Who is Max Hawkins and why he gave up a stable life in favor of uncertainty
Max Hawkins workedThe Value of Uncertainty. Aeon an engineer at a dream corporation (Google), lived in a dream city (San Francisco), and his daily routine was strictly regulated. He got up at 7 a.m., had a cup of coffee at his favorite coffee shop, and then rode his bike to work.
Everything was wonderful, but Max Hawkins gradually came to believe that he had standardized his life to the point that it began to bother him. He felt that he was thus limiting his freedom, trapped by his own preferences, and living a life that was not his own. Max's reading of the studyLimits of Predictability in Human Mobility. Science that a person's movements can be accurately predicted by obtaining geodata from his smartphone only reinforced his anxious thoughts.
As a programmer, Hawkins decided to diversify his life with technology. He developed an application - a random choice generator, quit his job at Google, switched to remote work and lived "chaotically" for more than two years.
The algorithms chose what to eat, what city to live in (Max moved every two months), compiled playlists for him on Spotify, and helped him choose a random Facebook event he attended.
For example, Hawkins visited acrobatic yoga classes in Mumbai and a goat farm in Slovenia, a school flute concert and a cat cafe in Taipei. If an app suggested he go to a humble grill bar in a tiny Iowa town, Max listened. He even got a tattoo on his chest with a randomly selected image from the Web.
Quite quickly Max began to feel comfortable in unfamiliar situations. According to him, it helped him to feel like a more complete person, not tied to certain places, as well as to get to know the world much better.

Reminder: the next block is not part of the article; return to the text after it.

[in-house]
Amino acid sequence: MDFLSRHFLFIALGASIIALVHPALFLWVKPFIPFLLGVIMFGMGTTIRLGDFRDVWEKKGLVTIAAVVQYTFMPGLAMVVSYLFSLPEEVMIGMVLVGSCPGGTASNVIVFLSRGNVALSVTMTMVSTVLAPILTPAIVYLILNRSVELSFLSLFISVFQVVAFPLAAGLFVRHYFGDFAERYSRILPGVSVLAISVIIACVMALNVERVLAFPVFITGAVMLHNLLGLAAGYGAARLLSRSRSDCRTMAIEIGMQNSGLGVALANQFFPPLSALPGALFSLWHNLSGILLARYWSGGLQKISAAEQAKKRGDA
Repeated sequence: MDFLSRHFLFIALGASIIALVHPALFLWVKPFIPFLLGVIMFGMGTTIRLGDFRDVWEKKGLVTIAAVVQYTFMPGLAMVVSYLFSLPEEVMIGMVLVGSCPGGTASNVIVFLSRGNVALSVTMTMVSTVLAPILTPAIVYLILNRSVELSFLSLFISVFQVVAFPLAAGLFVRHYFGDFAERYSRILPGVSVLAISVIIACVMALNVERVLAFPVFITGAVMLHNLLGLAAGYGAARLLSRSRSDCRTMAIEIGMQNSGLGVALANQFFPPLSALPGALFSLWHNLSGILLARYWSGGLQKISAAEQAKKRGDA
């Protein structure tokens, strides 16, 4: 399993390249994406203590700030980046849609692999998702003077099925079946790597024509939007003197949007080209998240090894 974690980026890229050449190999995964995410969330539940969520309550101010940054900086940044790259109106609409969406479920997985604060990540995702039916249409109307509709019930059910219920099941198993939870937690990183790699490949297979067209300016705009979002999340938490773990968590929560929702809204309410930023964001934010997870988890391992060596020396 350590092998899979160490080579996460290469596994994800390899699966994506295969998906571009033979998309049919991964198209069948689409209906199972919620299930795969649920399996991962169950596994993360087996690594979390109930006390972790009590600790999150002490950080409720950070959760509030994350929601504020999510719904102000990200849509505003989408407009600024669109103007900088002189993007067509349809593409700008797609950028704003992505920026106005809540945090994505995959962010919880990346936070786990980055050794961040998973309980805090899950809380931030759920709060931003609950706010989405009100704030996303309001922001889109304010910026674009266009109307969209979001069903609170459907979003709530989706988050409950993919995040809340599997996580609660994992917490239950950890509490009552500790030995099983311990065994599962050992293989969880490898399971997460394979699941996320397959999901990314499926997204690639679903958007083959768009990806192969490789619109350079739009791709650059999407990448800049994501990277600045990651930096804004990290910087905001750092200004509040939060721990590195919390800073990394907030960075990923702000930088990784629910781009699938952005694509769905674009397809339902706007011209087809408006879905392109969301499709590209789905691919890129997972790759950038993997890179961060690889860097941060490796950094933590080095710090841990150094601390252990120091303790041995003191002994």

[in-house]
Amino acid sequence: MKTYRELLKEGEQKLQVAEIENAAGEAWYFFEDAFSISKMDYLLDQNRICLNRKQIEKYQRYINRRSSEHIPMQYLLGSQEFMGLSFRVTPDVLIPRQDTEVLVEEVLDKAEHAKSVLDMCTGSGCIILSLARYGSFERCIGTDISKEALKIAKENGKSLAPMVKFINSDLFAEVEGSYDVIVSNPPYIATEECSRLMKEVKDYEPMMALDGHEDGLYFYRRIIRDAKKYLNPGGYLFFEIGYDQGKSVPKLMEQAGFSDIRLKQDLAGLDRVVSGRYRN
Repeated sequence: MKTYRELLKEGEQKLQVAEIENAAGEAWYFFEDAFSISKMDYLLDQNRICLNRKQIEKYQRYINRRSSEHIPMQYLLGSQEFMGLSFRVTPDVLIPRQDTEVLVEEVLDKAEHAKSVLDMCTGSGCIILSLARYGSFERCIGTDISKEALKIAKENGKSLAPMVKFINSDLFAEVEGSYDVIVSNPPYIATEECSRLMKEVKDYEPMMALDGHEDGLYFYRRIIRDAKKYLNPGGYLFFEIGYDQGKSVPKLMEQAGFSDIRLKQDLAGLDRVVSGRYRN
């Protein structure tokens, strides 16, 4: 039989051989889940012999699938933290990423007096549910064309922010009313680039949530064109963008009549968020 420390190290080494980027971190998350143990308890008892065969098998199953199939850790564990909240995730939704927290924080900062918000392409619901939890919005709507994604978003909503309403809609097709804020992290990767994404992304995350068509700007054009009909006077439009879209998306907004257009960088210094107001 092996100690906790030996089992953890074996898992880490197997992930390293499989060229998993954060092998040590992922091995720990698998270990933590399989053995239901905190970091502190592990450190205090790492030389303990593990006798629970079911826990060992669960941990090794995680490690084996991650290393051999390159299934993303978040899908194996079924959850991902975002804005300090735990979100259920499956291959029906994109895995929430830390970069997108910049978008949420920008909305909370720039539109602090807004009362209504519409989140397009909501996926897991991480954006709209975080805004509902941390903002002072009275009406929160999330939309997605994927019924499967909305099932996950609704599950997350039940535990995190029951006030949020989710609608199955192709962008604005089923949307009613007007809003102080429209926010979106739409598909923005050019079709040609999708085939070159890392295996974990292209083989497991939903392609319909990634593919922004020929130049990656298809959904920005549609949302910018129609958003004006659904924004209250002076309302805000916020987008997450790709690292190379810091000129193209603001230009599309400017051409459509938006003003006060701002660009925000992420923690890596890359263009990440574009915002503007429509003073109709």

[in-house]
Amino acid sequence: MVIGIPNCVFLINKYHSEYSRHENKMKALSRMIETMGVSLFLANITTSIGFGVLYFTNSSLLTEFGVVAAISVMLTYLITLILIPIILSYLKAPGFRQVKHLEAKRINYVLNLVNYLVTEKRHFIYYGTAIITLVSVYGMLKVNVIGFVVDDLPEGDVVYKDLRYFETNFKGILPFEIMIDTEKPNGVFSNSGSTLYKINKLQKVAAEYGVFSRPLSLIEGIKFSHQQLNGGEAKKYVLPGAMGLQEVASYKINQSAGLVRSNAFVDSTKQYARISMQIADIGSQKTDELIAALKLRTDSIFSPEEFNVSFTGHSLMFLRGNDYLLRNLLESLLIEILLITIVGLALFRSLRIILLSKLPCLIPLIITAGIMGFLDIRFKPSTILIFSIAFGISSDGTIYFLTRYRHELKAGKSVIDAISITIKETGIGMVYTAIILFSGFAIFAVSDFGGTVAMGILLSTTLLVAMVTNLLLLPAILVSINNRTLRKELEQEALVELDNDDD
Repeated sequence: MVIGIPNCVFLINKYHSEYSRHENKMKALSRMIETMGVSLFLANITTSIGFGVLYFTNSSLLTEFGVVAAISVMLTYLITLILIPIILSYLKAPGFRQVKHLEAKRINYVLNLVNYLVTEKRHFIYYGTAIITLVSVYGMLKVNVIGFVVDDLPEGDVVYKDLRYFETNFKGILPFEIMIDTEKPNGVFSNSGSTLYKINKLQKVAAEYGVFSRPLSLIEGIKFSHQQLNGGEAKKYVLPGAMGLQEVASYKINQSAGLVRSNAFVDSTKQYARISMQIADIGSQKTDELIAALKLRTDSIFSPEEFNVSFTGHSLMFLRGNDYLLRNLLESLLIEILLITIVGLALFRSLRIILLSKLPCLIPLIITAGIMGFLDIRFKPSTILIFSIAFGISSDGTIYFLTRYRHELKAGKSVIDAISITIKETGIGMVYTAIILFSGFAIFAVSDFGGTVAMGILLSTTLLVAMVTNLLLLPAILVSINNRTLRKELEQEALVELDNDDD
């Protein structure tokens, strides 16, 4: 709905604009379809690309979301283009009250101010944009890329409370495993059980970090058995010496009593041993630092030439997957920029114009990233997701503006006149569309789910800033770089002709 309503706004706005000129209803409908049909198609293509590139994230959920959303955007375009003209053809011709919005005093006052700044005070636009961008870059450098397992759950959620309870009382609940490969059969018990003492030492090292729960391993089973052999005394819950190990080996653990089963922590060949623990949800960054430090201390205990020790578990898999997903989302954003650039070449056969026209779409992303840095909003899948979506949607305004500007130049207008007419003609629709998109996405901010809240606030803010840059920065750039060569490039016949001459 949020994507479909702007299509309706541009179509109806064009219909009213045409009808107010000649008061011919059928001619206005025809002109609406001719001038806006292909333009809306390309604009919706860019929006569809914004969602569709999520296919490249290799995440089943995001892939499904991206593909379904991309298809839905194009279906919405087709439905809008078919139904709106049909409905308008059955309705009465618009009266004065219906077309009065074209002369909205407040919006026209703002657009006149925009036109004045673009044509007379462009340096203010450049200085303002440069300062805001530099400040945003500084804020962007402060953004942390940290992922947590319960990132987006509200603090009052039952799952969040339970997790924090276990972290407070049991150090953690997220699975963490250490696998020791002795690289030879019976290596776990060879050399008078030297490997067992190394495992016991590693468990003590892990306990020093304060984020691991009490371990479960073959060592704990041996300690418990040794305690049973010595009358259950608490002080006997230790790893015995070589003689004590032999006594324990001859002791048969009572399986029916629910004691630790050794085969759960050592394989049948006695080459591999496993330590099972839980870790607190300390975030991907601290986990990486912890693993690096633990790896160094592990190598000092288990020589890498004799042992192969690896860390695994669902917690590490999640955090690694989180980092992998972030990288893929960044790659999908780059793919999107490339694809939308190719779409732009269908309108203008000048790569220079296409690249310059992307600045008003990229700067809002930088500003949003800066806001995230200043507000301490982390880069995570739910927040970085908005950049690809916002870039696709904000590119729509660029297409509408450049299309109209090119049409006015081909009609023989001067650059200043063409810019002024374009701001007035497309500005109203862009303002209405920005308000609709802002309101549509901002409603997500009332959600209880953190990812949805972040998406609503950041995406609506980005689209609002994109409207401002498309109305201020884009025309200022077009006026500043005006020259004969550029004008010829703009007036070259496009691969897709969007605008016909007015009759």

Here are some of Max Hawkins' projects:
The Third Party: Random Public Events - a Facebook group with random events you can attend.
Dialup - an app that allows you to connect with random people with similar interests.
Daily Random - A playlist on Spotify that is randomly collected daily.
Why do we live a monotonous life?
The reasons for the routine nature of life lie in the very mechanism of the brain. It is the most energy-consuming organ of the human body: despite its relatively small size, the brain consumes the brain's energy budget. Proceedings of the National Academy of Sciences of the United States of America about 20% of the oxygen and calories that go into the body.
Our body, on the other hand, is always trying to reduce the waste of resources. That's why the brain carefully learns past experiences in order to use them to make decisions in similar situations in the future - to doClark A. Whatever next? Predictive brains, situated agents, and the future of cognitive science. Behavioral and Brain Sciences. "predictions". After all, it is easier to assume that everything will happen again than to re-evaluate the situation. This develops in us a sense of control over the course of events, which is pleasantly comforting in a routine way of life, but is lost in unfamiliar circumstances. This process is detailed in the theory of predictive coding, or predictive processing.
Scientists from the U.S. and China tried to demonstrate the predictability of human behavior in the studyLimits of Predictability in Human Mobility. Science in 2010, the same study that Hawkins reviewed. The experts analyzed the data of 50 thousand mobile devices on the movements of their owners. It turned out that in 93% of cases their route didn't change over time.